Woolworths shopper slams 'bogus specials' - but what are they?

A Woolworths shopper has expressed their frustration with the tickets seen throughout the supermarket, decrying the "bogus specials" but it soon emerged that there is a sensible explanation.

The customer took to the Woolworths Facebook page sharing images of items with the red 'Prices Dropped' tickets displayed.

"Just 2 examples of over 30 I could have taken," they said sharing images of Moccona coffee and Raid bug spray.

"Bogus specials, I buy this coffee and it's always 16, I even asked a worker about the bogus specials and she said it's through out the store."

Pictured is the Moccona coffee at Woolworths and the 'Prices Dropped' ticket, explaining it is $16
A Woolworths customer was confused by the 'Prices Dropped' ticket at the supermarket. Source; Facebook

The price drop ticket for the coffee explains it was $19 in 2016, but now it is sold for $16.

Similarly, the bug spray was $10 in 2017 and is now $8.

"Doesn’t look like a special tickets, look more like a price drop ticket," someone said in the comments.

Woolworths explains how Prices Dropped tickets work

In response to the customers post, Woolworths cleared up the confusion.

"We understand that the coffee you purchase normally costs $16 and that's what our ticket states," a Woolies spokesperson wrote under the post.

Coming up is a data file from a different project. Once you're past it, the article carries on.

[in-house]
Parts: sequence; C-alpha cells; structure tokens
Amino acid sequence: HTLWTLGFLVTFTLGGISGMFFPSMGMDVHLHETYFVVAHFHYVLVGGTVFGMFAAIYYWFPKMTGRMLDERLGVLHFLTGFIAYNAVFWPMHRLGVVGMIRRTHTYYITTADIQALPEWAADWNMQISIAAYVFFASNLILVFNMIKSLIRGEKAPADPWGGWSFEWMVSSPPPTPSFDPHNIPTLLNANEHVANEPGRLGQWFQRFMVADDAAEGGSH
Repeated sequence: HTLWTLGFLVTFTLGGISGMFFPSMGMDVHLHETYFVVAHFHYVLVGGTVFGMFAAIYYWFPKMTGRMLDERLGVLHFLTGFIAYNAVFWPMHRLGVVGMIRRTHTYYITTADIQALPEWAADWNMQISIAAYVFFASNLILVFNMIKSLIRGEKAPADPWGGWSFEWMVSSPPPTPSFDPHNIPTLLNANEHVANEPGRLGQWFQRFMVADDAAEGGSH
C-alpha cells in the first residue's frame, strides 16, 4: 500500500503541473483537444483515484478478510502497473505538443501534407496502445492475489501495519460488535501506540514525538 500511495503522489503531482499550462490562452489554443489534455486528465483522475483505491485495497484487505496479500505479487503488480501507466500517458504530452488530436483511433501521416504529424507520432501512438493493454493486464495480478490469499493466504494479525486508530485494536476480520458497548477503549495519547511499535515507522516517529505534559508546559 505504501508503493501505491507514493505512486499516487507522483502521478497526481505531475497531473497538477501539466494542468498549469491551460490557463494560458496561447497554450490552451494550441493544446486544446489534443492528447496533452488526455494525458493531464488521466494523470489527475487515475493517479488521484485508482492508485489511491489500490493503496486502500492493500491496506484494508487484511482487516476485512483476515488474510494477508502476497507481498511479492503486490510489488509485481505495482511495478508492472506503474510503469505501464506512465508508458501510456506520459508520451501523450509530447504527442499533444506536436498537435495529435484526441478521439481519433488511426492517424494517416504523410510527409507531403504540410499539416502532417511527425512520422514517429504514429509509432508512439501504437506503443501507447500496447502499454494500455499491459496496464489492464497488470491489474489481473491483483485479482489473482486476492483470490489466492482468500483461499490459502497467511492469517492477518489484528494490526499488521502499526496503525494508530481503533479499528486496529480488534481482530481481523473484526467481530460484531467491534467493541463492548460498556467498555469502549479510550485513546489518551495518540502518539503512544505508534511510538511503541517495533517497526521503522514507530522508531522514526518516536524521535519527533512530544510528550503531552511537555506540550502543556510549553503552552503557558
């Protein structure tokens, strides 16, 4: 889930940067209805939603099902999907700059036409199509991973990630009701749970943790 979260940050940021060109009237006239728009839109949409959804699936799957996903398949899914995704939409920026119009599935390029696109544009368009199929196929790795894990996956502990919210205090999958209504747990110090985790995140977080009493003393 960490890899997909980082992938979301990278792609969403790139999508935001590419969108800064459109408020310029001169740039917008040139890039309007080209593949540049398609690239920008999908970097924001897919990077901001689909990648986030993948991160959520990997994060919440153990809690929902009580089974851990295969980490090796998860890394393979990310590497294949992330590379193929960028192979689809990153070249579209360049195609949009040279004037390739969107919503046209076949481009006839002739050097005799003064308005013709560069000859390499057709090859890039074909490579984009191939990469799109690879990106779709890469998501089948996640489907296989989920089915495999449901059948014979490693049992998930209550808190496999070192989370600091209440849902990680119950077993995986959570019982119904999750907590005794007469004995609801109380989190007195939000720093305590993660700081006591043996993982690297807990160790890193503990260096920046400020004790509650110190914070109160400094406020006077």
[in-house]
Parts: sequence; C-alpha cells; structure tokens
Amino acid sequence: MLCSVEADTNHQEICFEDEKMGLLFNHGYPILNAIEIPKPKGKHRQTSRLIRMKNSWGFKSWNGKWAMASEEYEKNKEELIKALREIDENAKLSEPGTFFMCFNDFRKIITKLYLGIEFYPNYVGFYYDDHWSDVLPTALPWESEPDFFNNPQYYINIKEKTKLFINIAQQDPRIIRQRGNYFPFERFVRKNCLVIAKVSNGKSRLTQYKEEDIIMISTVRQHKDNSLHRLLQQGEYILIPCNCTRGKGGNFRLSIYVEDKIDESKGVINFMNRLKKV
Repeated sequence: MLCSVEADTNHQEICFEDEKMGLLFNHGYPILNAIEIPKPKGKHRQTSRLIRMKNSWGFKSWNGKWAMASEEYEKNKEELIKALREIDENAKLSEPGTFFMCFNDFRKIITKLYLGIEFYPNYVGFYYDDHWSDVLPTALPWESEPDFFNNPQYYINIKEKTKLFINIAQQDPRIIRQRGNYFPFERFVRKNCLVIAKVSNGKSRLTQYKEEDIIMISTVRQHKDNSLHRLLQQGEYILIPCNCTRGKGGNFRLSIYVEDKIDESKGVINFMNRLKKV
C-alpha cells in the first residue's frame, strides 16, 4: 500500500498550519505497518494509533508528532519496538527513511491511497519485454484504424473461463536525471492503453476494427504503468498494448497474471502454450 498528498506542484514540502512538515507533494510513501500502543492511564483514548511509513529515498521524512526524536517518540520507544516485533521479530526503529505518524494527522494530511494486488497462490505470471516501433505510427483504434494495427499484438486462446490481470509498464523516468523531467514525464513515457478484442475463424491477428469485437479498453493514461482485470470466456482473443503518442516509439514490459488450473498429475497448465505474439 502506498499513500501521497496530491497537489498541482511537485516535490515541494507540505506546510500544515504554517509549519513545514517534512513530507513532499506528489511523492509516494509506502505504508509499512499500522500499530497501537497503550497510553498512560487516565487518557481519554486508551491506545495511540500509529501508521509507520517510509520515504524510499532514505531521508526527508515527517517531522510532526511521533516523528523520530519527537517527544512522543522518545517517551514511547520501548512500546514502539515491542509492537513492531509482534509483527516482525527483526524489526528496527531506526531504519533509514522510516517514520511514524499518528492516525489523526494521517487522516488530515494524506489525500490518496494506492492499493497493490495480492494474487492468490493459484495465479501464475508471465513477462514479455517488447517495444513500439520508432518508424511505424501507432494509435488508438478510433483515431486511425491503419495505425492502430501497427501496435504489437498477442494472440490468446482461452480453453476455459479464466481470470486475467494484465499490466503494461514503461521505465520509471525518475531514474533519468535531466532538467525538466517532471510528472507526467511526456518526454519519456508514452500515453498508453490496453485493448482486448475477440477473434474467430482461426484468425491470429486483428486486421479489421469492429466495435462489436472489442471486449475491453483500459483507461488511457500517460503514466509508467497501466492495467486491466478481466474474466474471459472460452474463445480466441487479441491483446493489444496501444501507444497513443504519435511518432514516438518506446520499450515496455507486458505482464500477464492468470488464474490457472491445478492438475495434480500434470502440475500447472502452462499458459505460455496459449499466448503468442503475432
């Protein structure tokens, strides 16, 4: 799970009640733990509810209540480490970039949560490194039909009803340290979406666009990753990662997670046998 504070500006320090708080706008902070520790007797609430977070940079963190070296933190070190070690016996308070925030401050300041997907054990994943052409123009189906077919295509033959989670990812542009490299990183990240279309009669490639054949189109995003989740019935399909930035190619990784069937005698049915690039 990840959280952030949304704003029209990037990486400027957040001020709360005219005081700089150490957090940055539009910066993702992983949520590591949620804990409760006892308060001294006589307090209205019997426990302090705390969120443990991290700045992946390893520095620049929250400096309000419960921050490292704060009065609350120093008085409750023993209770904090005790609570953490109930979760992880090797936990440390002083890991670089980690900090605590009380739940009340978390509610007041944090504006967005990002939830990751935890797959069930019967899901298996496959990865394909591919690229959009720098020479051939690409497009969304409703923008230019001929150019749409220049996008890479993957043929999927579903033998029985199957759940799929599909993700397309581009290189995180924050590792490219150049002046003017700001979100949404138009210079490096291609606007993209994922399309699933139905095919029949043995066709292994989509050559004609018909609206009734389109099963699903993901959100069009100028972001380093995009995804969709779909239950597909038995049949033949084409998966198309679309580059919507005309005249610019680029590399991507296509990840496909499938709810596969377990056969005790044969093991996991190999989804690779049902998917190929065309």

"It states that the coffee had cost $19 back in 2016, but the price has dropped since and is now $16."

It is possible the customer was getting the prices dropped and specials tickets mixed up, so Woolworths further elaborated.

"For further clarity, our red coloured tickets indicate a price drop and our yellow coloured ticket represent specials for the product," Woolworths said.

"We hope this clears thing up for you."

Pictured is a Woolworths store and a man walking out with his groceries.
Woolworths explained the difference between the 'Prices Dropped' tickets and the 'Specials' tickets. Source: AAP Image

Tickets way for Woolworths to highlight lower prices

One person responding to the disgruntled shopper's post said they were a fan of the prices dropped tickets.

"Woolworths just highlights the lower price and how long it has been at that price with a price dropped shelf label," the person wrote.

"Personally, as a customer, I think it’s a great thing that both Coles and Woolies have been able to keep prices down on some lines especially with a lot of other products rising in price."

This isn't the first time the tickets have confused Woolworths customers, back in 2019, a customer accused Woolworths of "misleading" shoppers with the the prices dropped tickets, however they were given the same explanation by the supermarket giant.

Coles run a similar marketing program with its 'Down Down' tickets, highlighting prices that have dropped compared to historical prices.

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